If you’ve had a massage before, chances are you’ve heard your therapist say “oooh, you’ve got a knot right there!”
But what exactly is a knot?
If you look at the diagram of muscle structure at the top of this page, it’s easy to see why muscles are referred to using terms like ropey, stringy and knotty. Individual muscle fibres band together to form muscles, a bit like the individual threads of cotton combine and form string or rope.
However, contrary to popular belief, your muscles can’t actually get twisted, tied or tangled into knots like those found on ropes. Which is a good thing. Because if your muscles were twisted like the rope above, you’d need a lot more than a massage to recover.
So, what is a muscle knot then and why can massaging one help loosen tension whereas massaging a knot in a rope wouldn’t do much good at all?
Think instead of your muscle as a packed underground tube carriage on a busy evening … pre-coronavirus!
Refer back to the diagram at the very top of this page and the train represents the epimysium. All the tightly packed groups of people inside represent the individual muscle fibres.
As the train gets busier, the people furthest from the doors remain relaxed as people continue to squeeze in. Those by the doors however start to feel increasingly cramped and in response some of them stiffen up considerably.
That’s a ‘knot’ forming in the carriage – a concentrated area of increased tension and stiffness.
Similarly, muscle knots are thought to be small areas around muscle tissue that have become cramped and suffered a loss of bloody supply. This can cause the area to feel harder than other surrounding muscle tissue and is how muscle knots are most commonly discovered. It’s when your therapists feels muscle tissue that is more taut than she would normally expect, that you might hear her say “oooh, that’s a knot”.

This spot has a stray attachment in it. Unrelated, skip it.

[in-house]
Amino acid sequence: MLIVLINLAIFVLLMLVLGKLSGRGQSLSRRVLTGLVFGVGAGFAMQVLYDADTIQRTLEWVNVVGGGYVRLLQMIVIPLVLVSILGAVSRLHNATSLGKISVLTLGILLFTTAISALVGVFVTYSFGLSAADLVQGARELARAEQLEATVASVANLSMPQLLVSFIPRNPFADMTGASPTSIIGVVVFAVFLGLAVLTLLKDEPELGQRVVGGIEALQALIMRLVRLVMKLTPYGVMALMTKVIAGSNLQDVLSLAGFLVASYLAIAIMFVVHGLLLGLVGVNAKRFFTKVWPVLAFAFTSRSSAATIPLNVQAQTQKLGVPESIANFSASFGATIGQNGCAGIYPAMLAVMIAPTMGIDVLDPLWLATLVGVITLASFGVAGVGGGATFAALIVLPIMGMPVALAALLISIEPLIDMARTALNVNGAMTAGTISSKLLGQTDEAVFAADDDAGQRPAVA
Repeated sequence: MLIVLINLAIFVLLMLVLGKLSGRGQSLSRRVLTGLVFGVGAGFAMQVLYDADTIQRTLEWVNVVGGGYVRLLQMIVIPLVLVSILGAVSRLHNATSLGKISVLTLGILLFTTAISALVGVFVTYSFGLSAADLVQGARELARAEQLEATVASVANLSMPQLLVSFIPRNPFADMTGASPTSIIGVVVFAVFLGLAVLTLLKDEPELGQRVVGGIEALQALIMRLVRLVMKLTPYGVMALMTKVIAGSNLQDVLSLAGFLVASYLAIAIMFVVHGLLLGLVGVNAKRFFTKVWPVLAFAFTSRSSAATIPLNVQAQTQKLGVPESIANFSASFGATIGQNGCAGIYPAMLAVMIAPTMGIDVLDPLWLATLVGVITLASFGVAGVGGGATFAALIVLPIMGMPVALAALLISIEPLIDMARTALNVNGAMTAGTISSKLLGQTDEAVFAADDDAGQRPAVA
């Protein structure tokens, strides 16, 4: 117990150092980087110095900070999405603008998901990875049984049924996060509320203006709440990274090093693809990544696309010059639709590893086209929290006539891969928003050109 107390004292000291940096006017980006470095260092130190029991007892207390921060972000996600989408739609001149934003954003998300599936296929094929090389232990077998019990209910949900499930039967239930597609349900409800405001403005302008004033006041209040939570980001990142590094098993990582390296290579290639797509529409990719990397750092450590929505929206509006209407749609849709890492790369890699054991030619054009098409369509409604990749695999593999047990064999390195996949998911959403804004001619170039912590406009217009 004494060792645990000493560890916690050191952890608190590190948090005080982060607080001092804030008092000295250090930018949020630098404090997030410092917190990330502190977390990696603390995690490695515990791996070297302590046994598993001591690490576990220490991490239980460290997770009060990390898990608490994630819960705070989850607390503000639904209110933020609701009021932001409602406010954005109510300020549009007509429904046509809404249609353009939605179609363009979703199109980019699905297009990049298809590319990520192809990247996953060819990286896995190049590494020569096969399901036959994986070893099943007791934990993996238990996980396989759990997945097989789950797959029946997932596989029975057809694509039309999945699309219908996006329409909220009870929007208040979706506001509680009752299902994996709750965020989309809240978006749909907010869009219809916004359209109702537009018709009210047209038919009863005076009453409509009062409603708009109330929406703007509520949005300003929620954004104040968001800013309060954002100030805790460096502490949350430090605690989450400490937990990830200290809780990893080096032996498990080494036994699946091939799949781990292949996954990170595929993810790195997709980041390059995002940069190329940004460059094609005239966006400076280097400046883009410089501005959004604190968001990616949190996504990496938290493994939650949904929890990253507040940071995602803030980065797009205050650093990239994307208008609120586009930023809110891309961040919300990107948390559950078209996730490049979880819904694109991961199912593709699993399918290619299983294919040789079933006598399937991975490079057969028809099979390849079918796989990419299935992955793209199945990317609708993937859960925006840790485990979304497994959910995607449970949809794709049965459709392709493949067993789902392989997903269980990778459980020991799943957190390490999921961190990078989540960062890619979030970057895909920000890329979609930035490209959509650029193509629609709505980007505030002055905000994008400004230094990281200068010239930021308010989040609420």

Whilst muscle knots in themselves are not thought to be painful, the associated change in muscle structure can cause nearby nerves to become aggravated. This can cause the pain or tenderness we often associate with muscle knots. When this happens, the affected area is called a trigger point.
Been working from home recently? Many of us have – and in a space or on a chair that was not designed for long term computer use.
You might think that simply sitting in front of the computer all day cannot overwork your muscles, but you’d be wrong.
Combine poor posture, mental anxiety and a lack of hydration – unsurprisingly common ingredients during high-intensity Zoom calls – and you’ve got the perfect recipe for creating muscle knots and painful trigger points.
Drinking water regularly and following best posture practices during working hours can help reduce the chances of unnecessary muscle stress and repetitive strain injuries.
If you are already suffering from knots, then a session of massage therapy can really help soothe pain and ease tension. Choose a simple relaxation treatment like classic Swedish massage on a regular basis to gently soothe both your body and mind for longer term improvements. Or to increase your chances of a speedy recovery from knotty shoulders, techniques like sports massage, that target the myofascial layer and encourage increased blood flow to the region, can really help loosen up cramped muscle fibres for near instant relief.